Until, that is, the band strikes up and the crowd begins singing "Onward, Christian Soldiers." In the context of Canadian troops serving in Afghanistan, do those gathered not understand the meaning of what they're singing? Is Canada going crazy too?
The election returns roll in. The Conservatives win big in Quebec and suburban Toronto. Paul Martin concedes just after midnight. Stephen Harper will form the government.
"If I wanted a right-wing, war-mongering government," I say to my partner, "I would have stayed in the States."
Near Baltimore, Maryland, United States 12 & 13 September 1814
Ross leads his troops for an attack on Baltimore. But as he rounds a bend in the road he encounters a small American advance team. Two riflemen, Daniel Wells and Henry McComas, are credited with firing the single shot that passes through Ross' right arm and lodges in his chest.
The HMS Tonnant will carry Ross' body back to Halifax, the nearest British port. Perhaps the body is placed in a keg of rum for transport—that's a common enough practice, but other fallen soldiers in this war aren't so handled. Despite no hard evidence one way or the other, the future will treat Ross' rum-soaked body as fact.
"The death of General Ross," writes a British officer present for the siege of Baltimore, "seemed to have disorganised the whole plan of proceedings, and the fleet and army rested idle, like a watch without its mainspring."
Admiral Cochrane begins a 25-hour bombardment of Fort McHenry, an effort to "soften up" American defenses and allow reinforcements to reach the army. The effort fails, and Fort McHenry holds. Baltimore is saved.
Francis Scott Key watches the battle from a ship in the harbour, and composes a poem, The Defence of Ft. McHenry, to the tune of a drinking song. The song will eventually become known as The Star-Spangled Banner, and will be adopted as the American national anthem.
Key speaks of the rockets' red glare and the flag that's still there, but of the 610 dead, there's not a word.
Chico, California, United States January 1991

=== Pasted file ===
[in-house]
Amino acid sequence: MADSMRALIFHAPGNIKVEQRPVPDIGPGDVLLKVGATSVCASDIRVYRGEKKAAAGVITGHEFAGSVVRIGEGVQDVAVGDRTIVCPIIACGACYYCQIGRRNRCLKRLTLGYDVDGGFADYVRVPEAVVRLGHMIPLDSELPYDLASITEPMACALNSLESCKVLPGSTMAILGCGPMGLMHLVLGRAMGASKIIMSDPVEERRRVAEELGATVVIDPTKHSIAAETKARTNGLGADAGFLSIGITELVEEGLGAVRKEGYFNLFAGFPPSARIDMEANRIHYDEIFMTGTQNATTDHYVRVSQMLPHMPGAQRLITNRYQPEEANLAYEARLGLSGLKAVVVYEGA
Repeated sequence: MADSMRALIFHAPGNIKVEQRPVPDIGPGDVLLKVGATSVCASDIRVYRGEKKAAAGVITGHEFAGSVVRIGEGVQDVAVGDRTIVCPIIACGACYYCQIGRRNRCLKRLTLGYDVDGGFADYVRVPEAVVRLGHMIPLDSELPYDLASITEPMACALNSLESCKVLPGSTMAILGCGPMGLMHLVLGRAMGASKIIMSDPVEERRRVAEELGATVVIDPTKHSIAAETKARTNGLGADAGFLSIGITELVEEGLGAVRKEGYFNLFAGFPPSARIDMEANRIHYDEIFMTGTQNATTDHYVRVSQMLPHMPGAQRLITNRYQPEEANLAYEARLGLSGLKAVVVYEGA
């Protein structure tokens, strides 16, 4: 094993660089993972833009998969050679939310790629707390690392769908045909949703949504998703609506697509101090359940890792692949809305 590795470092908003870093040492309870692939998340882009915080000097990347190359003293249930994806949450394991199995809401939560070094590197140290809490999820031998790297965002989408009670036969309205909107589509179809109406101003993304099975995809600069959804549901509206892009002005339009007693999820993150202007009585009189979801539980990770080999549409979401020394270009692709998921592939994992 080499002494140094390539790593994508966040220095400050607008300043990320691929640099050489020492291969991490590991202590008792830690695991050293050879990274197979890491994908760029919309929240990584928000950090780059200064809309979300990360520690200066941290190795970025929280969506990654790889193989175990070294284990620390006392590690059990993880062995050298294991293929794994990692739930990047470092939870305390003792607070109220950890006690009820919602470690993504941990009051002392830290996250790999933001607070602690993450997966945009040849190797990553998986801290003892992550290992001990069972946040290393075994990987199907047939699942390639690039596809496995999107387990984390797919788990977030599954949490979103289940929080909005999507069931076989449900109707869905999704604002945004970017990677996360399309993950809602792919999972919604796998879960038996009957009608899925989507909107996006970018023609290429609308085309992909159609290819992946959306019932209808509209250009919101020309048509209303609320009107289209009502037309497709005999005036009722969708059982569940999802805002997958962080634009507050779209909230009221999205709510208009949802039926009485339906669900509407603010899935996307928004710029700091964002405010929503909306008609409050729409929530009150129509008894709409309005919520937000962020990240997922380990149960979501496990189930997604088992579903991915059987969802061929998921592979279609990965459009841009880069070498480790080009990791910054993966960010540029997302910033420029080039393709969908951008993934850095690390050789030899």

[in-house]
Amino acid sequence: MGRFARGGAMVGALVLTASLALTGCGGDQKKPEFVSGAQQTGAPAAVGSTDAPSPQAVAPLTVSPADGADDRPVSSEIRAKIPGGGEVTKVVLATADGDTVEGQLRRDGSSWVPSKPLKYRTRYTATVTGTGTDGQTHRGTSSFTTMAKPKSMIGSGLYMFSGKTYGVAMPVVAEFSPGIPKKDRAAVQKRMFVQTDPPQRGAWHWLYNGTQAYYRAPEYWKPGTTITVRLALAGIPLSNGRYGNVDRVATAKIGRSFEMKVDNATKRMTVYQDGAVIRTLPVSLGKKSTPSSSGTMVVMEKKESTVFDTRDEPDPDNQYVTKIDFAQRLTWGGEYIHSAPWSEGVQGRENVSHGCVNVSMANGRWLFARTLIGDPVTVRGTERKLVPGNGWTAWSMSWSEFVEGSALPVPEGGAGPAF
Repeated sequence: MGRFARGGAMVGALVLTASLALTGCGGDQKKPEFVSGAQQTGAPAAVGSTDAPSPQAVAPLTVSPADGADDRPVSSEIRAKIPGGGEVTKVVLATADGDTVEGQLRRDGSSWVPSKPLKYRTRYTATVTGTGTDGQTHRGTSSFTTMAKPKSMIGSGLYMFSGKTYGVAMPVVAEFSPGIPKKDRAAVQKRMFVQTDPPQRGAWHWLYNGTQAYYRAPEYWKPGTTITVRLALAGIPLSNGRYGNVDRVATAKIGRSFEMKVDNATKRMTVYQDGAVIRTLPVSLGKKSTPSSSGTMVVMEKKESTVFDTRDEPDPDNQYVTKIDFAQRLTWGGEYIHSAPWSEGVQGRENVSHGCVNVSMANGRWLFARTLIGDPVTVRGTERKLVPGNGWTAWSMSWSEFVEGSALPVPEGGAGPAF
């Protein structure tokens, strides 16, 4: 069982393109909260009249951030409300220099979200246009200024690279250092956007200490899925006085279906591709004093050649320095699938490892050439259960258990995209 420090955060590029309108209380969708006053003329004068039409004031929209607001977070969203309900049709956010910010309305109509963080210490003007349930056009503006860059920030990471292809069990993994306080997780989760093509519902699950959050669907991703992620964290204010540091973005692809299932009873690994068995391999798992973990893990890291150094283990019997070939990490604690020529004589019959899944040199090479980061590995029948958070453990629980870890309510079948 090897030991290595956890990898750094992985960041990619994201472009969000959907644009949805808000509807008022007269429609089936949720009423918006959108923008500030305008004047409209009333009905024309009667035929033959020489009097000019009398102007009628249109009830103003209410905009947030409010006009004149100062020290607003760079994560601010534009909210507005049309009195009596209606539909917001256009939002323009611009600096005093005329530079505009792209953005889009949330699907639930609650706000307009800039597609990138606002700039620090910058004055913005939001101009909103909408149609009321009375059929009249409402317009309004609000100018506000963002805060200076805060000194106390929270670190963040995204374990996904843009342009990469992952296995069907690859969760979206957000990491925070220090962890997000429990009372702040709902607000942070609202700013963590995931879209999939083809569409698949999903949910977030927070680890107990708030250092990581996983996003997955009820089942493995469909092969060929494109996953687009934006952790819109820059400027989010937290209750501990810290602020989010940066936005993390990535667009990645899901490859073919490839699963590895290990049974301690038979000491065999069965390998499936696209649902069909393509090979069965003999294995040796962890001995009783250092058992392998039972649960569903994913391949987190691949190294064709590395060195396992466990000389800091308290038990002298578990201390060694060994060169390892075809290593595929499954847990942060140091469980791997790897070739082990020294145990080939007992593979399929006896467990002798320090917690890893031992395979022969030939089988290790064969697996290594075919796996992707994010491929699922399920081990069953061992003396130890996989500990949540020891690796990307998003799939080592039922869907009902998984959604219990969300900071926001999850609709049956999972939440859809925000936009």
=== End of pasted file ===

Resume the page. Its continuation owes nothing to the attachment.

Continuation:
I join about 200 others in this small college town for an anti-war demonstration along the street in front of the Army recruiting offices, the best local symbol of the American military we could find. Hundreds of other such protests are being held across America, hoping to dissuade President George HW Bush from launching an attack on Iraq.
We carry signs, march back and forth peacefully. The cops come out to take a look, but leave us alone. Suddenly a car stops, mid-block, immediately in front of me. Cars whip by, honking annoyance at the stopped car. A woman pops the trunk, steps out of the driver's seat. She walks to the trunk and grabs something about a metre long.
"A rifle?" I think. No, she unfurls an American flag, and marches in the street, in front of us. "God Bless America!" she yells, repeatedly.
The cops come and remove her. She's impeding traffic.
In coming weeks a US-led coalition will force Iraqi troops to withdraw from Kuwait. Thousands of Iraqi soldiers will be killed from the air while retreating along what will famously be called the Highway of Death. Hundreds more, mostly teenagers forced into the army, will be bulldozed alive beneath the desert sands. Water and sewage plants will lie in ruins and, as a result of economic sanctions, over the next decade a half-million Iraqi civilians will die from disease and malnutrition.
Halifax, British Colony of Nova Scotia 29 September 1814
The press gangs wander about, seizing layabouts and drunks in the taverns and brothels, but for the respectable sort, business is good: hundreds of military ships need provisioning, and wily middlemen find markets for loot plundered by the privateers.
Less lucky are the 10,000 prisoners of war—first French, now American—who have travelled through the prison camp at Melville Island. The hellhole prison camps of the US Civil War have yet to be invented, but things are bad enough here, and some 400 people die.